After a shocking investigation claimed that the UK government’s handling of the early Covid pandemic was one of the biggest public health failures in history, there has been no apology.
Cabinet Office Minister Stephen Barclay rebuffed multiple opportunities to apologize for the government’s Covid response in an interview with Sky News on Tuesday, saying, “We followed the scientific advice, we safeguarded the NHS, we took the judgments based on the data before us.”
“With something as unexpected as the pandemic, there will be lessons to learn, and we’re eager to learn them,” he said.
Barclay’s performance came after the House of Commons’ science and health committees released a blistering 150-page report on the same day, focusing mostly on the pandemic response in England.
The report called the delay in deciding on lockdowns and social distancing measures during the early weeks of the pandemic – and the recommendations that led to them – “one of the most serious public health disasters the UK has ever seen.”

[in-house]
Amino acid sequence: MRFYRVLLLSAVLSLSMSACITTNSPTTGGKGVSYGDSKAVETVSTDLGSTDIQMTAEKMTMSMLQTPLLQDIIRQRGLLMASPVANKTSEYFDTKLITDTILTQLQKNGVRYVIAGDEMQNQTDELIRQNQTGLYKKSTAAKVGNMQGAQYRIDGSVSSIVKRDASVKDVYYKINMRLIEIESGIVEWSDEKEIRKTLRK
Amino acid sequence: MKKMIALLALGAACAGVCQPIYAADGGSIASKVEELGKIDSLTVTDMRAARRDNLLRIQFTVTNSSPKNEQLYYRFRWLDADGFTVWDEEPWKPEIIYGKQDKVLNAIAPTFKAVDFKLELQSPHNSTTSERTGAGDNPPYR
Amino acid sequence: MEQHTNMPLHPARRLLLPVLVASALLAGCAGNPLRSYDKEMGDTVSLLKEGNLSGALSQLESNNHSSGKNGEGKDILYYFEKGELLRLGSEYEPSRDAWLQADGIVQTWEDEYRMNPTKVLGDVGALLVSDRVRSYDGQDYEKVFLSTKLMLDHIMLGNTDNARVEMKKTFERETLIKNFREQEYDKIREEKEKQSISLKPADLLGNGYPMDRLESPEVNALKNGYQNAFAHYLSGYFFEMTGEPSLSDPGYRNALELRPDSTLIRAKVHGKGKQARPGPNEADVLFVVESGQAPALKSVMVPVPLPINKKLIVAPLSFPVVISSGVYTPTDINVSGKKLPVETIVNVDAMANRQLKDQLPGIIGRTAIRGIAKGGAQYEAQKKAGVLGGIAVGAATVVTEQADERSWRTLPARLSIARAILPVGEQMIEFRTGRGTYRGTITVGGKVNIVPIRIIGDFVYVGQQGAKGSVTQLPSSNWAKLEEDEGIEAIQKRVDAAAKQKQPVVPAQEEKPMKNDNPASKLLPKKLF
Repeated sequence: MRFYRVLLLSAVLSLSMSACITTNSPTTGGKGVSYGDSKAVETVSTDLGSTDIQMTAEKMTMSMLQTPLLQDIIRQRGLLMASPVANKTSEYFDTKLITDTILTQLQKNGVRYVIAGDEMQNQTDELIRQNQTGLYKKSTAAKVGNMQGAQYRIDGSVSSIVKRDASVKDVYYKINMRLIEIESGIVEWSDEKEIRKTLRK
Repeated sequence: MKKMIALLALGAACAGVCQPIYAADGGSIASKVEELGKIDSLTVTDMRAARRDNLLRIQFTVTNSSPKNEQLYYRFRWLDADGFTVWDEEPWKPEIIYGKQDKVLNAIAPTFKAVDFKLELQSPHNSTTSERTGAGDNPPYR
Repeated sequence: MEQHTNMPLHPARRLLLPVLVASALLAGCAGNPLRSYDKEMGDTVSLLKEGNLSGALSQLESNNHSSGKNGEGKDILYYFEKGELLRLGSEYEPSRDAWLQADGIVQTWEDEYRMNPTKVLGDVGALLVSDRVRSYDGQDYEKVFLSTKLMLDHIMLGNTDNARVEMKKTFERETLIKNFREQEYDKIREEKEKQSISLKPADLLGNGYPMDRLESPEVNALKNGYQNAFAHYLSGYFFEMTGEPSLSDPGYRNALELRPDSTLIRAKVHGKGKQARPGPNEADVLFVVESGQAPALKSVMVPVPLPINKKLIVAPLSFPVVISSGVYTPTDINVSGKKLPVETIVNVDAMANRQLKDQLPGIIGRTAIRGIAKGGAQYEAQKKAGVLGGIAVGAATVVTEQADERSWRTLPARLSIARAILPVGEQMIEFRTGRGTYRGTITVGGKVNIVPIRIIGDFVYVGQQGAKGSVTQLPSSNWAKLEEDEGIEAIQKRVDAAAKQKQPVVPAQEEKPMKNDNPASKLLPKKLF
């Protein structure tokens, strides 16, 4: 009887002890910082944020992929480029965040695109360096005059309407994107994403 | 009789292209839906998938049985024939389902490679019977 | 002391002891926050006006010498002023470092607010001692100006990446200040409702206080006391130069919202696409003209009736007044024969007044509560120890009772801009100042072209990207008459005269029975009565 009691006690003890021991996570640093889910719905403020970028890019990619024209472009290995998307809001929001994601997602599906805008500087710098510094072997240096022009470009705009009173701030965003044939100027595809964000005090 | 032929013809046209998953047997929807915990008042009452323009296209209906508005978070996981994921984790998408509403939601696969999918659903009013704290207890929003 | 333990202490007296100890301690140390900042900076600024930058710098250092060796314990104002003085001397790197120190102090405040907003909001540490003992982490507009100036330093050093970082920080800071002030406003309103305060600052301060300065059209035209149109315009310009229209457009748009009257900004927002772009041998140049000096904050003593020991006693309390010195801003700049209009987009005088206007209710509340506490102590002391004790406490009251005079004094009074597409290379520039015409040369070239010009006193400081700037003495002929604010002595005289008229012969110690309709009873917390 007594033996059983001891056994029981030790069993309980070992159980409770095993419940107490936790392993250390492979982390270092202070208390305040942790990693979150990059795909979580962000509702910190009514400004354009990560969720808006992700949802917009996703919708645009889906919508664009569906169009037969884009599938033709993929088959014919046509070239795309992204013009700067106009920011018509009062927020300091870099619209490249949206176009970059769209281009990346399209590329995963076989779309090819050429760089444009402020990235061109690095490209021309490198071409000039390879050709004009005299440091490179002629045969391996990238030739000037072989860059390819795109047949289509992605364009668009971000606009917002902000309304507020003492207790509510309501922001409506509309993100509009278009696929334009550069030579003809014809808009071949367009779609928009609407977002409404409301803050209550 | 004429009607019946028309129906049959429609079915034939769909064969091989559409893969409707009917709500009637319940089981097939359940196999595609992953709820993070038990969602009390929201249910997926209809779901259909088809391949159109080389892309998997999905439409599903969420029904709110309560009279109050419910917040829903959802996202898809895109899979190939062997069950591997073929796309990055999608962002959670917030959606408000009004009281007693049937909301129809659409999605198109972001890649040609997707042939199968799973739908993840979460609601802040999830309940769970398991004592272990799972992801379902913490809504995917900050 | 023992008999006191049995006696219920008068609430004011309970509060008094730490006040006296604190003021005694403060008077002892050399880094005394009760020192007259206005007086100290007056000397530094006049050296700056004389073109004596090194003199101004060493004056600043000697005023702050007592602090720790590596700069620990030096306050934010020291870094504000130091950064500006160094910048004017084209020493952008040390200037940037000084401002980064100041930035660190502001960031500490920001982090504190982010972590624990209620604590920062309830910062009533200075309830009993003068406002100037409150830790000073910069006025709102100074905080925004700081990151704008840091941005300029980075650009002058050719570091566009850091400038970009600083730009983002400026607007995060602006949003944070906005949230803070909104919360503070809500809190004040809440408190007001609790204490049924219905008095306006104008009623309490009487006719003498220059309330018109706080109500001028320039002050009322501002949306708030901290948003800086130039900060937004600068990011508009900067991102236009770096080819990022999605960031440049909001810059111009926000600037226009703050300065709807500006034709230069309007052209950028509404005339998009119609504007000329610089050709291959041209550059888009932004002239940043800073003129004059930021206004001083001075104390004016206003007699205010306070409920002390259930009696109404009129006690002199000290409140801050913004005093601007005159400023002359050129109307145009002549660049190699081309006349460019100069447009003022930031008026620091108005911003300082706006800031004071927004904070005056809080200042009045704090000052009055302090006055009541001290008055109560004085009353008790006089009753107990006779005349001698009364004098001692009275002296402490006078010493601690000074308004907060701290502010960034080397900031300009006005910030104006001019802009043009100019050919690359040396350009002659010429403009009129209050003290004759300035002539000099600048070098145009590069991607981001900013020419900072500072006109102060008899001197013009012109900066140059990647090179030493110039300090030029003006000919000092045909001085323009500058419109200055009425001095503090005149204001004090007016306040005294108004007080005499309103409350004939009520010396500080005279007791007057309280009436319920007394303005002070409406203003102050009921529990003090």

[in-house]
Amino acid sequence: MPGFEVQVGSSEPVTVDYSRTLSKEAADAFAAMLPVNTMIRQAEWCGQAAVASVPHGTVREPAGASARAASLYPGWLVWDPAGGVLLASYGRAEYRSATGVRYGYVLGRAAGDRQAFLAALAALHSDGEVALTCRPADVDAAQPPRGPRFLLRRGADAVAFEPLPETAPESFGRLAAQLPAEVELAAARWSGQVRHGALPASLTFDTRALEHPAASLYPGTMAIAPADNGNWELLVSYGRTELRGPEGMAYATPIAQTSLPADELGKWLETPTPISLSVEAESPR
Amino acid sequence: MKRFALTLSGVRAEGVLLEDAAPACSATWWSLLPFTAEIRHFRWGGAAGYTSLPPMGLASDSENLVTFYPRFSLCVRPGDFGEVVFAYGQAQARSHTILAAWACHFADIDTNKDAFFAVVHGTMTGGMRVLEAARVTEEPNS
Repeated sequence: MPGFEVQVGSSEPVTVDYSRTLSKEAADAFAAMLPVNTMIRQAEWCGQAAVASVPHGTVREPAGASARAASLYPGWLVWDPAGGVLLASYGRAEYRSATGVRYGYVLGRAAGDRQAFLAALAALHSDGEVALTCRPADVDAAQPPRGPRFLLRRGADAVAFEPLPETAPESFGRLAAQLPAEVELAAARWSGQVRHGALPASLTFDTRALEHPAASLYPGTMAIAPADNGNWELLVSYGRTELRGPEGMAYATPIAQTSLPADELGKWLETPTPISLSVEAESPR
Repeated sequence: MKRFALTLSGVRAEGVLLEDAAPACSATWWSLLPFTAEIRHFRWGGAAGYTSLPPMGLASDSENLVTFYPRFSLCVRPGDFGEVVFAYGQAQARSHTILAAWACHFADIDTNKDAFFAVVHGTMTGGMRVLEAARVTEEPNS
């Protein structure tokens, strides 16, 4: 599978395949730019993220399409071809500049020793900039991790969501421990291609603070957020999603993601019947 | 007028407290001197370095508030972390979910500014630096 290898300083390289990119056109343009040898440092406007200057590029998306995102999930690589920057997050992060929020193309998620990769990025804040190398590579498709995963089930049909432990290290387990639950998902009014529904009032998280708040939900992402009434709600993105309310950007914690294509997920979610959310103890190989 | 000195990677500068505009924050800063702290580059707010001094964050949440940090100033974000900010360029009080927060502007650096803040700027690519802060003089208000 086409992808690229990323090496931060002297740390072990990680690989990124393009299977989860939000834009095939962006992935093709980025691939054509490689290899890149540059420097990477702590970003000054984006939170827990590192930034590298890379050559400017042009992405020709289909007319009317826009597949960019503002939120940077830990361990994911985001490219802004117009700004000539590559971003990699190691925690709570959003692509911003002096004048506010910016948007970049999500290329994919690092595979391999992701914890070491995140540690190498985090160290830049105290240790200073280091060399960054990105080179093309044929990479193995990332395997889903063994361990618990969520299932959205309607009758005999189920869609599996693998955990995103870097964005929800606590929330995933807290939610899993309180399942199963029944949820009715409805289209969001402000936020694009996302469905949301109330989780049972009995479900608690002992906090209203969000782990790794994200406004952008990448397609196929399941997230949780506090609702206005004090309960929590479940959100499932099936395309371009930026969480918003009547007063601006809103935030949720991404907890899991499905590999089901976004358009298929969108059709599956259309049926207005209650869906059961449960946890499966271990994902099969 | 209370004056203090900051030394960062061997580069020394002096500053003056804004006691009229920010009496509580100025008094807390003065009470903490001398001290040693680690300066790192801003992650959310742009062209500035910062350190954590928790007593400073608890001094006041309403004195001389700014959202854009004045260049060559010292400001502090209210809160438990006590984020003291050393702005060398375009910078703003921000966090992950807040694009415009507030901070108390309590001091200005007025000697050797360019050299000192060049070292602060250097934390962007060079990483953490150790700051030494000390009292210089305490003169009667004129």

Downing Street declared the UK’s first lockdown on March 23, 2020, two months after experts met to debate the pandemic’s national response, a decision that the authors of the study felt too slow.
“The shroud of ignorance through which the UK viewed the opening weeks of the pandemic was partially self-inflicted,” according to the report.
It is now evident that this was the incorrect policy, and that it resulted in a higher initial death toll than would have come from a more zealous early response. Every week mattered in a pandemic that spread quickly and dramatically.
However, the country’s vaccine rollout, which has vaccinated over 79 percent of the population, has been praised as “one of the most effective in Europe and, for a country our size, one of the most effective in the world.”
Since the onset of the pandemic, over 160,000 Covid-related deaths have been recorded in the UK, making it the second-worst in Europe and the eighth-worst in the world.
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